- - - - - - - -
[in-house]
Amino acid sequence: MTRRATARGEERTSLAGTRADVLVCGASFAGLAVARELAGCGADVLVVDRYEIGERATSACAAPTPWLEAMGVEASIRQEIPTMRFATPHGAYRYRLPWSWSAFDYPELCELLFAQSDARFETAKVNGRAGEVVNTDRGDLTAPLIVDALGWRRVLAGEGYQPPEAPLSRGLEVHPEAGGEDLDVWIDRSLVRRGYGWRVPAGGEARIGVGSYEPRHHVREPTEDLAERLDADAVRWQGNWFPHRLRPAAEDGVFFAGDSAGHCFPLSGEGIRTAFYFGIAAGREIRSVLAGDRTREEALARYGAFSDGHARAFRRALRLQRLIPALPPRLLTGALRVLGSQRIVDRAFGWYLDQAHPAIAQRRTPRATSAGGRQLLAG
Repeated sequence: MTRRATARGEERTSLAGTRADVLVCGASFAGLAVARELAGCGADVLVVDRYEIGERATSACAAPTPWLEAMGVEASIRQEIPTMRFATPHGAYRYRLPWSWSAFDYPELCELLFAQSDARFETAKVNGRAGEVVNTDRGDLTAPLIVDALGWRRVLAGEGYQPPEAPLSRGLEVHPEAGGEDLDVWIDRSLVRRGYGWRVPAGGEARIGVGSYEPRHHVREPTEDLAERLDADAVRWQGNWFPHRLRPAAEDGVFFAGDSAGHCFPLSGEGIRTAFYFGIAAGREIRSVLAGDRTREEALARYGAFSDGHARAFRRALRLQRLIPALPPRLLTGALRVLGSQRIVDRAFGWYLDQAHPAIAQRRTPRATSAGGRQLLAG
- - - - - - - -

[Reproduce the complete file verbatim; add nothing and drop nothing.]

[in-house]
Amino acid sequence: MTRRATARGEERTSLAGTRADVLVCGASFAGLAVARELAGCGADVLVVDRYEIGERATSACAAPTPWLEAMGVEASIRQEIPTMRFATPHGAYRYRLPWSWSAFDYPELCELLFAQSDARFETAKVNGRAGEVVNTDRGDLTAPLIVDALGWRRVLAGEGYQPPEAPLSRGLEVHPEAGGEDLDVWIDRSLVRRGYGWRVPAGGEARIGVGSYEPRHHVREPTEDLAERLDADAVRWQGNWFPHRLRPAAEDGVFFAGDSAGHCFPLSGEGIRTAFYFGIAAGREIRSVLAGDRTREEALARYGAFSDGHARAFRRALRLQRLIPALPPRLLTGALRVLGSQRIVDRAFGWYLDQAHPAIAQRRTPRATSAGGRQLLAG
Repeated sequence: MTRRATARGEERTSLAGTRADVLVCGASFAGLAVARELAGCGADVLVVDRYEIGERATSACAAPTPWLEAMGVEASIRQEIPTMRFATPHGAYRYRLPWSWSAFDYPELCELLFAQSDARFETAKVNGRAGEVVNTDRGDLTAPLIVDALGWRRVLAGEGYQPPEAPLSRGLEVHPEAGGEDLDVWIDRSLVRRGYGWRVPAGGEARIGVGSYEPRHHVREPTEDLAERLDADAVRWQGNWFPHRLRPAAEDGVFFAGDSAGHCFPLSGEGIRTAFYFGIAAGREIRSVLAGDRTREEALARYGAFSDGHARAFRRALRLQRLIPALPPRLLTGALRVLGSQRIVDRAFGWYLDQAHPAIAQRRTPRATSAGGRQLLAG